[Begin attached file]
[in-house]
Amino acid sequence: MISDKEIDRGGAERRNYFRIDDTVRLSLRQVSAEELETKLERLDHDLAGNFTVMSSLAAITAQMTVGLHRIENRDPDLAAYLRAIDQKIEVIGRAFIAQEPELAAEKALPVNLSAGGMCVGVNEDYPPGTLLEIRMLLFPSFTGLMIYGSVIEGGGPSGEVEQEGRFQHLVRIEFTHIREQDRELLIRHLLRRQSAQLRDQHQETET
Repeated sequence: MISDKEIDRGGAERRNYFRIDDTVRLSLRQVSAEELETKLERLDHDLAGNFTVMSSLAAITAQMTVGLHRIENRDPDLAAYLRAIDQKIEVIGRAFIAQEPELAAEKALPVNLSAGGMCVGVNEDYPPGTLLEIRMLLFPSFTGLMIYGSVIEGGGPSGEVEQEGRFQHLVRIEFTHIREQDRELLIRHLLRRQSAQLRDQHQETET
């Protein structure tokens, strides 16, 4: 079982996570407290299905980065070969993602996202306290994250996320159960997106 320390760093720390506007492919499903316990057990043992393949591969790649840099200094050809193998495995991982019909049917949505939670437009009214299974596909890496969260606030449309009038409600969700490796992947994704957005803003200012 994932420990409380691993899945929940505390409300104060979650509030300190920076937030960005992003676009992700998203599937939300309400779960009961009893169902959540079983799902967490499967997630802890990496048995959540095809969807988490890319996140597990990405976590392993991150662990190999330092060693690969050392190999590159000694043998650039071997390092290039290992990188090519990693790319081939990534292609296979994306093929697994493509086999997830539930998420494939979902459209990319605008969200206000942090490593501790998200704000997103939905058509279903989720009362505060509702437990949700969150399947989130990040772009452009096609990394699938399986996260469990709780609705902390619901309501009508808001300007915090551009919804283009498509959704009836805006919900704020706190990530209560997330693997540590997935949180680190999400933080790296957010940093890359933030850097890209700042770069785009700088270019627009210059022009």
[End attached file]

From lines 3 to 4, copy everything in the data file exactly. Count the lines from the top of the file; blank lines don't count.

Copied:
Repeated sequence: MISDKEIDRGGAERRNYFRIDDTVRLSLRQVSAEELETKLERLDHDLAGNFTVMSSLAAITAQMTVGLHRIENRDPDLAAYLRAIDQKIEVIGRAFIAQEPELAAEKALPVNLSAGGMCVGVNEDYPPGTLLEIRMLLFPSFTGLMIYGSVIEGGGPSGEVEQEGRFQHLVRIEFTHIREQDRELLIRHLLRRQSAQLRDQHQETET
């Protein structure tokens, strides 16, 4: 079982996570407290299905980065070969993602996202306290994250996320159960997106 320390760093720390506007492919499903316990057990043992393949591969790649840099200094050809193998495995991982019909049917949505939670437009009214299974596909890496969260606030449309009038409600969700490796992947994704957005803003200012 994932420990409380691993899945929940505390409300104060979650509030300190920076937030960005992003676009992700998203599937939300309400779960009961009893169902959540079983799902967490499967997630802890990496048995959540095809969807988490890319996140597990990405976590392993991150662990190999330092060693690969050392190999590159000694043998650039071997390092290039290992990188090519990693790319081939990534292609296979994306093929697994493509086999997830539930998420494939979902459209990319605008969200206000942090490593501790998200704000997103939905058509279903989720009362505060509702437990949700969150399947989130990040772009452009096609990394699938399986996260469990709780609705902390619901309501009508808001300007915090551009919804283009498509959704009836805006919900704020706190990530209560997330693997540590997935949180680190999400933080790296957010940093890359933030850097890209700042770069785009700088270019627009210059022009």